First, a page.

The library at Dean Dad’s community college has set aside a room for quiet study. No beeping allowed. Students love it.
. . . American culture loves noise. This is the country that invented the open work space, the car radio, and the group-bonding “retreat.” But there is something to be said for having a quiet space for concentration.
Academically Adrift found that critical thinking skills improve when students study alone, but the “length of time spent in group study bore no correlation to improved critical thinking,” the dean writes. “The social pressures of group work seem to work against digging deep. ”
Peace and quiet can be hard to come by for community college students, who often have part-time jobs, young children and thin-walled apartments in marginal neighborhoods, the dean notes.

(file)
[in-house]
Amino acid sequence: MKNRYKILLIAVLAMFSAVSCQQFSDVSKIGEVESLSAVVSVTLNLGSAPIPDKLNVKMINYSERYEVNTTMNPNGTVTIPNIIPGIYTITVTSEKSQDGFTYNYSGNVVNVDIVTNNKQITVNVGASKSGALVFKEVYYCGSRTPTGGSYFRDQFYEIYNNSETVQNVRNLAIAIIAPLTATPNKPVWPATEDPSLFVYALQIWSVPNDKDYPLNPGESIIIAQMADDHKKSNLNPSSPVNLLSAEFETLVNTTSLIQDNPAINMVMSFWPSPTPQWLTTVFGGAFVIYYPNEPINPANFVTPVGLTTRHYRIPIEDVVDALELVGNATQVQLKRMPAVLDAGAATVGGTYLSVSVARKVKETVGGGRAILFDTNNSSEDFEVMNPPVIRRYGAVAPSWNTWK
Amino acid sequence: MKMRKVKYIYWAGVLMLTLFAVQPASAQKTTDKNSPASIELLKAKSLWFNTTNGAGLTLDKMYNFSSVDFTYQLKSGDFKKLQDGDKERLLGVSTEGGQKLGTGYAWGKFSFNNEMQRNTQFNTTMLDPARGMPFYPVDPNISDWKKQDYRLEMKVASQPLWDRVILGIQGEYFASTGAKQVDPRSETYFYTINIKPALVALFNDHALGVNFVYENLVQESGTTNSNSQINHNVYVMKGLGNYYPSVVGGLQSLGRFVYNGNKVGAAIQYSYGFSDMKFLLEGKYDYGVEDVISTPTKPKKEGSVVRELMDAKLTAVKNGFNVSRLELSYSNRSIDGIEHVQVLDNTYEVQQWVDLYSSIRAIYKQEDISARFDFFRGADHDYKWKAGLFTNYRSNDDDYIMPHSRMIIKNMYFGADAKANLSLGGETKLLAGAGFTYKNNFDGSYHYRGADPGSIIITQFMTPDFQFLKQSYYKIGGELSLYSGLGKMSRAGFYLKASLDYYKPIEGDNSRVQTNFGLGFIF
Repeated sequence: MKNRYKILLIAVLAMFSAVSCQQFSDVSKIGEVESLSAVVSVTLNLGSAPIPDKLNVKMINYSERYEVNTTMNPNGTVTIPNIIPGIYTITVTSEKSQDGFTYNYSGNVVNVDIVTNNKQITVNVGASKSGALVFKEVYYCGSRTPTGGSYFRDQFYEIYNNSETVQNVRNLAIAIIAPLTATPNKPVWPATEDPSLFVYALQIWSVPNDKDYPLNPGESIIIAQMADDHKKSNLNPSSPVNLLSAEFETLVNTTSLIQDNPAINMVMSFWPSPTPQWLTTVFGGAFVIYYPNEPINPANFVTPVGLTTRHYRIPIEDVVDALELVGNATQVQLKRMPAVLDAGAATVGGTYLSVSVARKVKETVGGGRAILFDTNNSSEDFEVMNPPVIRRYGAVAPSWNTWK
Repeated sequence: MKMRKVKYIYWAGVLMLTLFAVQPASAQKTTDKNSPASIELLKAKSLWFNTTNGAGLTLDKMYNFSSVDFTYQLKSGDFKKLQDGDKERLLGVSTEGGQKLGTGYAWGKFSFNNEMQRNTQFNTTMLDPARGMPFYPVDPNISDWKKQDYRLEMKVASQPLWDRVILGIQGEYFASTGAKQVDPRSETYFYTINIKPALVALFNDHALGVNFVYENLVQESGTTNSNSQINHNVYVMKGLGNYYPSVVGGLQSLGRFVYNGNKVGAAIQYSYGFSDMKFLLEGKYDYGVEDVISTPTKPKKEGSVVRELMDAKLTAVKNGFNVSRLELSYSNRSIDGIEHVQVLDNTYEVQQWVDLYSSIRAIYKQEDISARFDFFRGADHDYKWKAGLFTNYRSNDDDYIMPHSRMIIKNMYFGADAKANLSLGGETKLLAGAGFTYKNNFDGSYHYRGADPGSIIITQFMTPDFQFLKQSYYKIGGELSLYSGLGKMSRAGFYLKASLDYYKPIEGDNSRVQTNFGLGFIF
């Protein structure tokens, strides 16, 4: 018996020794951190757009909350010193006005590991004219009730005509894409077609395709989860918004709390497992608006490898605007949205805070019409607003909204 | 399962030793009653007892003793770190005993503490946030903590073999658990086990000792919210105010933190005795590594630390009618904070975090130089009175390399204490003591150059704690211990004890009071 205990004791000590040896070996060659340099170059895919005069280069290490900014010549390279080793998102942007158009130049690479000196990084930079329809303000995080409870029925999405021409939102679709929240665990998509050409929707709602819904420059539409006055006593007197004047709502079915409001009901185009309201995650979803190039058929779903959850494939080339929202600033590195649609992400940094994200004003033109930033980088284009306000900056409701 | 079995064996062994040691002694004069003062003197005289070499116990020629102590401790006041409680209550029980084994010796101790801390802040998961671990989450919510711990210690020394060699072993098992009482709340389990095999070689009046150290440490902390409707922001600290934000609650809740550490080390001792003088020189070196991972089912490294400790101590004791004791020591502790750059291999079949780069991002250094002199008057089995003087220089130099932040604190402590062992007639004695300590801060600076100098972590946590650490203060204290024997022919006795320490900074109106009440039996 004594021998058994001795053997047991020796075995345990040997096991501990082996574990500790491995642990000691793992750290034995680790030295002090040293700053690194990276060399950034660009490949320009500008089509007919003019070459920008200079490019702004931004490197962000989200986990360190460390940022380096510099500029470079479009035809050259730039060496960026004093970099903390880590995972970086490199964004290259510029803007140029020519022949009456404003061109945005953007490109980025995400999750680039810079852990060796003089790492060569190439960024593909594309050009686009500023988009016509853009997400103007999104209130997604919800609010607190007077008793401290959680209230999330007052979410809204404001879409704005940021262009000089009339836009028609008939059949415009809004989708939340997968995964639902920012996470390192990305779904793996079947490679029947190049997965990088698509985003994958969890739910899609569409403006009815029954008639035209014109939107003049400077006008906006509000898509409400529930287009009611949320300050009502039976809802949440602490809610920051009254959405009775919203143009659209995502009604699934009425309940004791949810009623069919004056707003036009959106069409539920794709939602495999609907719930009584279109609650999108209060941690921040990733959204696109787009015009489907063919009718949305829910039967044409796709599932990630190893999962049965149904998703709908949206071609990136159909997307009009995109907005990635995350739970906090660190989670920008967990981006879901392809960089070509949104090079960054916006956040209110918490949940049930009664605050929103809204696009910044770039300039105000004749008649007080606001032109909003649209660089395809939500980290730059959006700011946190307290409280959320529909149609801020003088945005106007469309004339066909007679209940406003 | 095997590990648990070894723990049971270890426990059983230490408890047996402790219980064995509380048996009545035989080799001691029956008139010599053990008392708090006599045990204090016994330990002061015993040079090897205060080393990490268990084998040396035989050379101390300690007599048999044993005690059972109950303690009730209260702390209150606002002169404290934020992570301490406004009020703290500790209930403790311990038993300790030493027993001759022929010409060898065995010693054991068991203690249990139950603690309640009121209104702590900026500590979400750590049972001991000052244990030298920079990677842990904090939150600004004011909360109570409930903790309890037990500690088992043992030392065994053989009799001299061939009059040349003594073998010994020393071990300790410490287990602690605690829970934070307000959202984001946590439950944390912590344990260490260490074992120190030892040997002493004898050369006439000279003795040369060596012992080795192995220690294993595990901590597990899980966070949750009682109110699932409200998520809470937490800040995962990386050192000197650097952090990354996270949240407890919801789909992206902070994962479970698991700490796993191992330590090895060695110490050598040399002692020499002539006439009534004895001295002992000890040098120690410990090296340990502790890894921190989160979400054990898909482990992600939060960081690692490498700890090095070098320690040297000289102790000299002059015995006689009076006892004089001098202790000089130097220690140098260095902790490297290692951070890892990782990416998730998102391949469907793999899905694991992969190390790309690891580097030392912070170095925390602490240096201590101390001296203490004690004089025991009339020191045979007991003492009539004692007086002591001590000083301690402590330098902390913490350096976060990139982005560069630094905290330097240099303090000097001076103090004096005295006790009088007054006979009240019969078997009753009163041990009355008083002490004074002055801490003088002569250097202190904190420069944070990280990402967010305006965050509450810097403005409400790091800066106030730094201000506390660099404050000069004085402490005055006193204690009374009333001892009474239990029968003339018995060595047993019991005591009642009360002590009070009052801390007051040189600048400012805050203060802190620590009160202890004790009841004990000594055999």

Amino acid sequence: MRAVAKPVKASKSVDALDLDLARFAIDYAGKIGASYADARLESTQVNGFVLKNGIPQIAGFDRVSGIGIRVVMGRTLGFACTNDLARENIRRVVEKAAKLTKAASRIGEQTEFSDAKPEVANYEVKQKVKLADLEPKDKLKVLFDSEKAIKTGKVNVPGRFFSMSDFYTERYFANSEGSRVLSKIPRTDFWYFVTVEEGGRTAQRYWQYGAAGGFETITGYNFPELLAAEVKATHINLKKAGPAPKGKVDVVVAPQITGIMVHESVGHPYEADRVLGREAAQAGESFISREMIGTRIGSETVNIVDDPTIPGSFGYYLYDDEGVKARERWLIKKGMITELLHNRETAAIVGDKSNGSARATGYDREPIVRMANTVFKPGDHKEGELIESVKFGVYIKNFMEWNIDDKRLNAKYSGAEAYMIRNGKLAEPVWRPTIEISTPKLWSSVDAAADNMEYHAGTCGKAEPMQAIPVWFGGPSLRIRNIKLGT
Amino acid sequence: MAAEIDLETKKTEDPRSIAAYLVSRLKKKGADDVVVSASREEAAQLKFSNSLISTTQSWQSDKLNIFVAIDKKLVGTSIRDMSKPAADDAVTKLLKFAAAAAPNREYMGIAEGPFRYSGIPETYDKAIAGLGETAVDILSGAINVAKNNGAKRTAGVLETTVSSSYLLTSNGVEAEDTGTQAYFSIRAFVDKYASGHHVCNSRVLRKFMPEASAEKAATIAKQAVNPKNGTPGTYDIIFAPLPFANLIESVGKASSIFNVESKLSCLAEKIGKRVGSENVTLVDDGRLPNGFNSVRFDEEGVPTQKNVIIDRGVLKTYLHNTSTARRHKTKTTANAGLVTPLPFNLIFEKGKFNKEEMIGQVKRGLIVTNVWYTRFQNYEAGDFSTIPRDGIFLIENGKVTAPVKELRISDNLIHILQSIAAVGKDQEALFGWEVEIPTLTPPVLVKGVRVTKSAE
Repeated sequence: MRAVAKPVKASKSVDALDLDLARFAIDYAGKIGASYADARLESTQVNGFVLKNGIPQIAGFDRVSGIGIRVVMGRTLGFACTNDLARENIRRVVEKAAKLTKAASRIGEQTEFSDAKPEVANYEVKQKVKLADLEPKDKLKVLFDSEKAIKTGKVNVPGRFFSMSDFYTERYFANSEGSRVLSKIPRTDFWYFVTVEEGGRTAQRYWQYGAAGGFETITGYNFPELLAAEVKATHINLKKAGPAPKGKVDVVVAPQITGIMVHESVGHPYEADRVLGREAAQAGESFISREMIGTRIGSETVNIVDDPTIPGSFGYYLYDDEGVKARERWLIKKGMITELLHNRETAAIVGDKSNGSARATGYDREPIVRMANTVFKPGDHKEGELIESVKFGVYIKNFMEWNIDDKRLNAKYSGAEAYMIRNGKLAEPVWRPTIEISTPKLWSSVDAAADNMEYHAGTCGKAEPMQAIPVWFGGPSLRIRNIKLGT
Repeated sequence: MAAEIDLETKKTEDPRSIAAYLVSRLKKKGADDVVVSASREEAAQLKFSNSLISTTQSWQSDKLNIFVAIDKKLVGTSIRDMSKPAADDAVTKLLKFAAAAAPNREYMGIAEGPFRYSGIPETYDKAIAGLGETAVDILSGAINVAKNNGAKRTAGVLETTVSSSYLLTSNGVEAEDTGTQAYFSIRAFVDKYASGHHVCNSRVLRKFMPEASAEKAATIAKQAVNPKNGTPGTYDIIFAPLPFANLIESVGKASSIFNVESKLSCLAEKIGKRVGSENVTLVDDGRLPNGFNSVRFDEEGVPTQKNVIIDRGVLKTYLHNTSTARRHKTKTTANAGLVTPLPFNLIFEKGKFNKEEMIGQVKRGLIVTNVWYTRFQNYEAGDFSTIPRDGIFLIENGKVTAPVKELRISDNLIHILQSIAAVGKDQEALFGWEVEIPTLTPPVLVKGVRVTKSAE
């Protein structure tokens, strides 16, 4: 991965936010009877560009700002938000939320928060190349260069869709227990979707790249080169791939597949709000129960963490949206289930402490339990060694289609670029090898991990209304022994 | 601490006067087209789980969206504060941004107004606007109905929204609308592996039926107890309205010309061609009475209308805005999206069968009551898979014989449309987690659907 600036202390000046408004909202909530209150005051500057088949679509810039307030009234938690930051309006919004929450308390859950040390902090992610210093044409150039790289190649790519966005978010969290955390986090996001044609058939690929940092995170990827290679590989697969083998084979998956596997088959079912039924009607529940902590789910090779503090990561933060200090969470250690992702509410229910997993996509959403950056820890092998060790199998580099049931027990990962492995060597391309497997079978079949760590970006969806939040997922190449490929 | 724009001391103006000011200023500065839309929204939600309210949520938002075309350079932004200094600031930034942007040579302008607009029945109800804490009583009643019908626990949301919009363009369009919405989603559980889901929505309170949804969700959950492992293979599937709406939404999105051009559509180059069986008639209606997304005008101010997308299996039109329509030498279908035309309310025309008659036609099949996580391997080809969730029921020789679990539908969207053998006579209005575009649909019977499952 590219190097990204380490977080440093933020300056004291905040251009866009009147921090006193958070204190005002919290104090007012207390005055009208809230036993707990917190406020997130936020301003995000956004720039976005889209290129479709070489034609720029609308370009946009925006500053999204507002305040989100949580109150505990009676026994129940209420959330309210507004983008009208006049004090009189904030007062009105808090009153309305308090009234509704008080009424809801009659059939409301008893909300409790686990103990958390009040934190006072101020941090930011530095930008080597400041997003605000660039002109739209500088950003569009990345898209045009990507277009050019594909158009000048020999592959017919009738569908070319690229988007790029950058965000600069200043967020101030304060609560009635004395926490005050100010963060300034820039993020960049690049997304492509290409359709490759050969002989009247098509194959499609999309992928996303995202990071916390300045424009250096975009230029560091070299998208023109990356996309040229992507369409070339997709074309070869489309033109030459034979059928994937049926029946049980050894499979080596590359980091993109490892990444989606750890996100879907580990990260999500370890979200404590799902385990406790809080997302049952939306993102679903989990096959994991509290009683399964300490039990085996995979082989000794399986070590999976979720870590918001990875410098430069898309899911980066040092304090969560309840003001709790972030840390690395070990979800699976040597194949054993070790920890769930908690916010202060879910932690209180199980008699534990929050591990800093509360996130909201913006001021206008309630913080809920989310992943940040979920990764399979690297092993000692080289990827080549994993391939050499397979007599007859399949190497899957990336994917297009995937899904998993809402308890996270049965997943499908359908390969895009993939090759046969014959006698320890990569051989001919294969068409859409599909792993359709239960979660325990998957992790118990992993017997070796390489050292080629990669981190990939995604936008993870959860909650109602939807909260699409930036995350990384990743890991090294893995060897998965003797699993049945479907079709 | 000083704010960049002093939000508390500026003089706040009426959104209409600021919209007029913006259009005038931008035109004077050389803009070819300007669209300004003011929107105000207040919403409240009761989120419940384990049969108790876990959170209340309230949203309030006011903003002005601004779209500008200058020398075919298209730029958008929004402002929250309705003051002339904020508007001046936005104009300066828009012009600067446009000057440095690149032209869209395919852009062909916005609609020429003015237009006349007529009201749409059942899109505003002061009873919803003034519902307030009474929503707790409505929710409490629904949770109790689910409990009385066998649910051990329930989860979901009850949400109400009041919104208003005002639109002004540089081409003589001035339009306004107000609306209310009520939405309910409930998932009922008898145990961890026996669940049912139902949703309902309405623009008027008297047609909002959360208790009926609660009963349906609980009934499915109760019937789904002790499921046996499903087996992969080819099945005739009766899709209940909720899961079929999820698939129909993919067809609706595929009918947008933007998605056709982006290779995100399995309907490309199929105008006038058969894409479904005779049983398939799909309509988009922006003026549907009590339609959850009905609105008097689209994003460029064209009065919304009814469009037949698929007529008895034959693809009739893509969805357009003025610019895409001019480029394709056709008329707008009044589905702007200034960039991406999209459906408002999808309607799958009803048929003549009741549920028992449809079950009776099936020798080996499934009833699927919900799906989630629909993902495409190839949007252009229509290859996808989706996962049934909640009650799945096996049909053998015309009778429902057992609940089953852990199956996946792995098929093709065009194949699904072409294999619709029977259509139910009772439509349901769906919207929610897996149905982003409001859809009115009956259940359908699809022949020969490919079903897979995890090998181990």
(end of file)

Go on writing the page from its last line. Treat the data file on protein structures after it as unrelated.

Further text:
In those circumstances, high tech study pods are all well and good, but what you really need is for everyone to just shut up and let you focus. Student, chair, table, lamp, book, pen; that’s it.
He’s a fan of Susan Cain’s book, Quiet, subtitled The Power of Introverts in a World That Won’t Stop Talking.
I also recommend Diana Senechal’s Republic of Noise: The Loss of Solitude in Schools and Culture.